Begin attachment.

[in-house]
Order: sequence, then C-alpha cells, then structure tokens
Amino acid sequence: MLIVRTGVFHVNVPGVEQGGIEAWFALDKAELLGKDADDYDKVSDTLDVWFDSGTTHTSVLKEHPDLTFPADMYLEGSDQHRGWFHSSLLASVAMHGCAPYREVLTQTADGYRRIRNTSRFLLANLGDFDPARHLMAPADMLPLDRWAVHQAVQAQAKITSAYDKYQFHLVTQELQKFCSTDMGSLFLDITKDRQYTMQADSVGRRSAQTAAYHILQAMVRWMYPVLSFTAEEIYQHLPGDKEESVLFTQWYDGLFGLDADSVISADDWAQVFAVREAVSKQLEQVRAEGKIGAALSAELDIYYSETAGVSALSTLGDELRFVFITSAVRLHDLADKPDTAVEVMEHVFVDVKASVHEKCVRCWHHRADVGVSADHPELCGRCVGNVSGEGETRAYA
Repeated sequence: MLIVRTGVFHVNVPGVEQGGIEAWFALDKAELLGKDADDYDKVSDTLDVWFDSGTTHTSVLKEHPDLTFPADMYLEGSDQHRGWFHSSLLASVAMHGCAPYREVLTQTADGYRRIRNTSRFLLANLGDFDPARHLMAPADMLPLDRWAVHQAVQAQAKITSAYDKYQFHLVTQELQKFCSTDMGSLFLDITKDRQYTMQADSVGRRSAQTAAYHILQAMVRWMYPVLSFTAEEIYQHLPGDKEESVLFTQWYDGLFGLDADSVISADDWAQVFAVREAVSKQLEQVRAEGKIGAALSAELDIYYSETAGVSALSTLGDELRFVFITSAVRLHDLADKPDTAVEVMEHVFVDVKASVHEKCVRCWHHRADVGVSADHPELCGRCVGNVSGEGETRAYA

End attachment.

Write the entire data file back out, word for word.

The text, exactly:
[in-house]
Order: sequence, then C-alpha cells, then structure tokens
Amino acid sequence: MLIVRTGVFHVNVPGVEQGGIEAWFALDKAELLGKDADDYDKVSDTLDVWFDSGTTHTSVLKEHPDLTFPADMYLEGSDQHRGWFHSSLLASVAMHGCAPYREVLTQTADGYRRIRNTSRFLLANLGDFDPARHLMAPADMLPLDRWAVHQAVQAQAKITSAYDKYQFHLVTQELQKFCSTDMGSLFLDITKDRQYTMQADSVGRRSAQTAAYHILQAMVRWMYPVLSFTAEEIYQHLPGDKEESVLFTQWYDGLFGLDADSVISADDWAQVFAVREAVSKQLEQVRAEGKIGAALSAELDIYYSETAGVSALSTLGDELRFVFITSAVRLHDLADKPDTAVEVMEHVFVDVKASVHEKCVRCWHHRADVGVSADHPELCGRCVGNVSGEGETRAYA
Repeated sequence: MLIVRTGVFHVNVPGVEQGGIEAWFALDKAELLGKDADDYDKVSDTLDVWFDSGTTHTSVLKEHPDLTFPADMYLEGSDQHRGWFHSSLLASVAMHGCAPYREVLTQTADGYRRIRNTSRFLLANLGDFDPARHLMAPADMLPLDRWAVHQAVQAQAKITSAYDKYQFHLVTQELQKFCSTDMGSLFLDITKDRQYTMQADSVGRRSAQTAAYHILQAMVRWMYPVLSFTAEEIYQHLPGDKEESVLFTQWYDGLFGLDADSVISADDWAQVFAVREAVSKQLEQVRAEGKIGAALSAELDIYYSETAGVSALSTLGDELRFVFITSAVRLHDLADKPDTAVEVMEHVFVDVKASVHEKCVRCWHHRADVGVSADHPELCGRCVGNVSGEGETRAYA